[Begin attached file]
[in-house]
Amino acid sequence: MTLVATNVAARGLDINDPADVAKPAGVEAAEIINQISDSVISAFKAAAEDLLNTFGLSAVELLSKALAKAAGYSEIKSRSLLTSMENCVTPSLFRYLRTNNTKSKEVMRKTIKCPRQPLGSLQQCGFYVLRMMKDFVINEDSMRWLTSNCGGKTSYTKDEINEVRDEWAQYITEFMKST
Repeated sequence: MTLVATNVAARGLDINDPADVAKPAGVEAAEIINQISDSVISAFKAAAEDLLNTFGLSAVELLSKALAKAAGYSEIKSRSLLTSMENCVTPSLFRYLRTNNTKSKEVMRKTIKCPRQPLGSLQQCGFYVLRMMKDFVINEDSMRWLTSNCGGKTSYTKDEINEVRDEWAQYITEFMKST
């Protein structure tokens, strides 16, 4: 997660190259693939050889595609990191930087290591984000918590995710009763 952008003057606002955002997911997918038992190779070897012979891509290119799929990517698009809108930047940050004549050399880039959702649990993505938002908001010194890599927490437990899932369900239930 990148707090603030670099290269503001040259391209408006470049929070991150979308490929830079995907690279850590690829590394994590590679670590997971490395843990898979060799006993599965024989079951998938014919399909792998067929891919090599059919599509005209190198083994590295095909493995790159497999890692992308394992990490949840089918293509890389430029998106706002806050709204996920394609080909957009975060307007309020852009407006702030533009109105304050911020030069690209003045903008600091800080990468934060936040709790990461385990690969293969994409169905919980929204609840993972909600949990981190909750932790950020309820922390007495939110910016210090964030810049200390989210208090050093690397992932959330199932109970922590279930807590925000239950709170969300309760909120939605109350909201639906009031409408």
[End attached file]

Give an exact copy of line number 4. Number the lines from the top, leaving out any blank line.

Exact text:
């Protein structure tokens, strides 16, 4: 997660190259693939050889595609990191930087290591984000918590995710009763 952008003057606002955002997911997918038992190779070897012979891509290119799929990517698009809108930047940050004549050399880039959702649990993505938002908001010194890599927490437990899932369900239930 990148707090603030670099290269503001040259391209408006470049929070991150979308490929830079995907690279850590690829590394994590590679670590997971490395843990898979060799006993599965024989079951998938014919399909792998067929891919090599059919599509005209190198083994590295095909493995790159497999890692992308394992990490949840089918293509890389430029998106706002806050709204996920394609080909957009975060307007309020852009407006702030533009109105304050911020030069690209003045903008600091800080990468934060936040709790990461385990690969293969994409169905919980929204609840993972909600949990981190909750932790950020309820922390007495939110910016210090964030810049200390989210208090050093690397992932959330199932109970922590279930807590925000239950709170969300309760909120939605109350909201639906009031409408």